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Tuesday, February 18, 2020

The Wattys Pre-emptively Screwed Themselves (Again)

The Wattys 2020 awards were announced last week, with the book of rules and guidelines going up on Wattpad.

After the 2019 awards I was vocal about two major problems (as I saw them): that previously published authors won two awards (I wrote about this and the outcomes here), and the rules book was misleading, contradictory, repetitive, and dense, with valid questions from Wattpadders seeking clarification going unanswered by Wattpad staff.

This year the Wattys have changed in two major ways, one of which makes business sense and the other is just common sense:

1. Only novels 50K are eligible (no non-fiction, poetry, graphic novels, novellas, short stories) - Given Wattpad is looking to publish the winner(s), they won't make money from anything shorter than a novel. To recognize these other types of writing, they will have other contests later in the year.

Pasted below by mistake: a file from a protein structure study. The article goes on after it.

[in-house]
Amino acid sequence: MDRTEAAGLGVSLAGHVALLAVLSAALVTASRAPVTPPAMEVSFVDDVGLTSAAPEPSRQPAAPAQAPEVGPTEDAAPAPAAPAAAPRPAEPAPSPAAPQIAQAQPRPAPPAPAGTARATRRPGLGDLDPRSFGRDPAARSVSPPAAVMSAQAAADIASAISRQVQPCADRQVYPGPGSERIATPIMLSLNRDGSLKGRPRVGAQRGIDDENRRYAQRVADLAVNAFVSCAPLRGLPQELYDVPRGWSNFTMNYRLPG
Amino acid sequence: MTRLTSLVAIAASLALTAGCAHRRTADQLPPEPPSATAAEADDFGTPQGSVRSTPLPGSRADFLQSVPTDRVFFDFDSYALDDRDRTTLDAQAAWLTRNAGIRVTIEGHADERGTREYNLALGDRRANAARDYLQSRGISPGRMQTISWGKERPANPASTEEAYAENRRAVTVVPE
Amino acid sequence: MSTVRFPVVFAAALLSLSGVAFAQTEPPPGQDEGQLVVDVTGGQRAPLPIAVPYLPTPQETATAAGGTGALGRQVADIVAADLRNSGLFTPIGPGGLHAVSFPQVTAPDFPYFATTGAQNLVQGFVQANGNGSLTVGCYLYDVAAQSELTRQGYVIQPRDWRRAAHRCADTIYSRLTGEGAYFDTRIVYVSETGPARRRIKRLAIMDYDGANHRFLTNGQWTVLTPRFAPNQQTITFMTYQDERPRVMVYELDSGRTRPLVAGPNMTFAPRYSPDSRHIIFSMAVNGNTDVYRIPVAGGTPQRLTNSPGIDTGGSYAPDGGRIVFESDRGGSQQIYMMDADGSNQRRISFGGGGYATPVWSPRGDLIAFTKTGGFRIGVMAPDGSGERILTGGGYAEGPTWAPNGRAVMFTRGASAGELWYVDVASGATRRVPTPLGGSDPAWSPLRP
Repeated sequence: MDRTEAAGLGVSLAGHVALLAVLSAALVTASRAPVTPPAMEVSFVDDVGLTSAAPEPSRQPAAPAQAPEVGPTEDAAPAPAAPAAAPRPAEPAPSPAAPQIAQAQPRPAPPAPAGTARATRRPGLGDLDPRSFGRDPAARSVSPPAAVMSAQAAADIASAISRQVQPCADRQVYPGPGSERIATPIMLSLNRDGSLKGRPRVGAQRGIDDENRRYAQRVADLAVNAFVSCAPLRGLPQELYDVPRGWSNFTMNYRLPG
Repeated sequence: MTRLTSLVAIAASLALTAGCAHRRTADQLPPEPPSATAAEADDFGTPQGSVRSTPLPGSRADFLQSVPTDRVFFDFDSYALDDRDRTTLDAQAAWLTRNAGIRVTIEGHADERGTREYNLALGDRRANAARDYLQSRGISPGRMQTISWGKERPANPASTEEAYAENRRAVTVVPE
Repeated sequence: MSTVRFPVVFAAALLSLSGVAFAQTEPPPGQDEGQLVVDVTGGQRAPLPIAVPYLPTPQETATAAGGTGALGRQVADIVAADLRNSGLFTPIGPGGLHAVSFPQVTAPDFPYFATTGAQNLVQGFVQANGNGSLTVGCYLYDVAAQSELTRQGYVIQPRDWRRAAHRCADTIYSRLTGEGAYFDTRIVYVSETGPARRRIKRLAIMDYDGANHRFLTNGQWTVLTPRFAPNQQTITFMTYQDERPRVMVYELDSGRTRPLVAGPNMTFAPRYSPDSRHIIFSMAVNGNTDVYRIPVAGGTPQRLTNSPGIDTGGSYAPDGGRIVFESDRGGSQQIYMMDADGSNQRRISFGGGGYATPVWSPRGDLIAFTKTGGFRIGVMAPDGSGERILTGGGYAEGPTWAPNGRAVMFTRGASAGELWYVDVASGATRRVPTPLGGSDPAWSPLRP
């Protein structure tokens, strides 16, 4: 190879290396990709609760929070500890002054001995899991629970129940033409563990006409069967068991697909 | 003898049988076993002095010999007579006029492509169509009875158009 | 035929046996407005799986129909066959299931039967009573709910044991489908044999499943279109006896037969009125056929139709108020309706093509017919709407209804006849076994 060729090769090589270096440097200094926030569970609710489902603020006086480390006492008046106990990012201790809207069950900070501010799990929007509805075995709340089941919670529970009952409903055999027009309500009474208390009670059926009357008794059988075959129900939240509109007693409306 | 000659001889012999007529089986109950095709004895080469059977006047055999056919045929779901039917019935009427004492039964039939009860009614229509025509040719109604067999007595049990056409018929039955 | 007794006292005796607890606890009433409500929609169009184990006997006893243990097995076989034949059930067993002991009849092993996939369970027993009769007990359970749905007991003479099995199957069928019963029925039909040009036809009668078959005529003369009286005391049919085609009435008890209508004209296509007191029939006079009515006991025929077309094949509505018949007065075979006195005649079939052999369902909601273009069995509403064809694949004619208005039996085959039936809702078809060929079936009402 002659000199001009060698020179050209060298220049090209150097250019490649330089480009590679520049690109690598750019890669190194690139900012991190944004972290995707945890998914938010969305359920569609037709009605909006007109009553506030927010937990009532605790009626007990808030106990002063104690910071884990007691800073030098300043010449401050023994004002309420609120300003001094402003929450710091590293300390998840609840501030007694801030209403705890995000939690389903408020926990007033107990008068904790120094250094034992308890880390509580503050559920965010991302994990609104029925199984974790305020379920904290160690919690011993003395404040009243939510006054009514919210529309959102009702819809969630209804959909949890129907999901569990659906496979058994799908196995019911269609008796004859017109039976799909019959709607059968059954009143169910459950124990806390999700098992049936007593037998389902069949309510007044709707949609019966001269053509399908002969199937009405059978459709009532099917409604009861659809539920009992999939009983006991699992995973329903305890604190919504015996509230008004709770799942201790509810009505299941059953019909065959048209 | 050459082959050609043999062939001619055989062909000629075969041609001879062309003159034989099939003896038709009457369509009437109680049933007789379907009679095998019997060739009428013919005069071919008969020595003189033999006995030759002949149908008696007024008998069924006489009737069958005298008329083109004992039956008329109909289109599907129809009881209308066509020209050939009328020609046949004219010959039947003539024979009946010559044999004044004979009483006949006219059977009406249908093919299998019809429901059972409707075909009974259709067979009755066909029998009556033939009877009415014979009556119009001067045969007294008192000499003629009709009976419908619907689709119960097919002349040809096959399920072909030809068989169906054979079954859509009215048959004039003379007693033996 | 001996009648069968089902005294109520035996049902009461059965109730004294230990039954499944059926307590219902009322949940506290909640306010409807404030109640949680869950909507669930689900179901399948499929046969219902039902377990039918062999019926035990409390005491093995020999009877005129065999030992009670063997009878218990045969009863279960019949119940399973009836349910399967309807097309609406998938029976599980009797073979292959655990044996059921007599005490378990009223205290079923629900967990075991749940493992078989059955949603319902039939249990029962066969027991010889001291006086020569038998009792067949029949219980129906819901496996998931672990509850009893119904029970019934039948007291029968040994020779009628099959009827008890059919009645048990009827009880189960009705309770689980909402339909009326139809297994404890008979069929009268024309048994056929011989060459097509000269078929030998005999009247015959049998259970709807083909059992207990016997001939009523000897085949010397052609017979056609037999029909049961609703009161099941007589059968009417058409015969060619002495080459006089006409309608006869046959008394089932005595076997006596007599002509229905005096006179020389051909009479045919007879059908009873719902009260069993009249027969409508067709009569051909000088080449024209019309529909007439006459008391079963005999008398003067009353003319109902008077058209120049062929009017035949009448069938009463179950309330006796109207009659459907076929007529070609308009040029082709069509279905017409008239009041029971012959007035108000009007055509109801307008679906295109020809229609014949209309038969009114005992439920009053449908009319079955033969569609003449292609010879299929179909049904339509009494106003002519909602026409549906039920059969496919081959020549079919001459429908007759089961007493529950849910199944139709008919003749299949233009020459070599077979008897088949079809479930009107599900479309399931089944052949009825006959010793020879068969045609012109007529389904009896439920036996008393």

2. Only finished stories are eligible. Last year, one of the judging criterion was (obviously) plot - does it have a beginning, middle, and satisfying end? It befuddled me at the time how this was supposed to be judged when the story was unfinished.

So far, so good.

But I have gripes.

Sunday, February 9, 2020

Doorways: Wynter Wild Houses Part 3

The previous posts show the homes of characters from the Wynter Wild books - those mentioned during the series, and all the previous homes of the boys. In this post I'm looking at homes of some secondary characters as well as other locations.

Tiger Mountain

Here's a view of Tiger Mountain (facing east) showing how the homes - the brown clearings in the foreground - are buried in the forest. The blue flag could be where Caleb's family lives. The mountains in the very distance are the Cascades, which run north-south for 700 miles from Canada to Northern California.

Saturday, February 8, 2020

Doorways: Wynter Wild Houses Part 2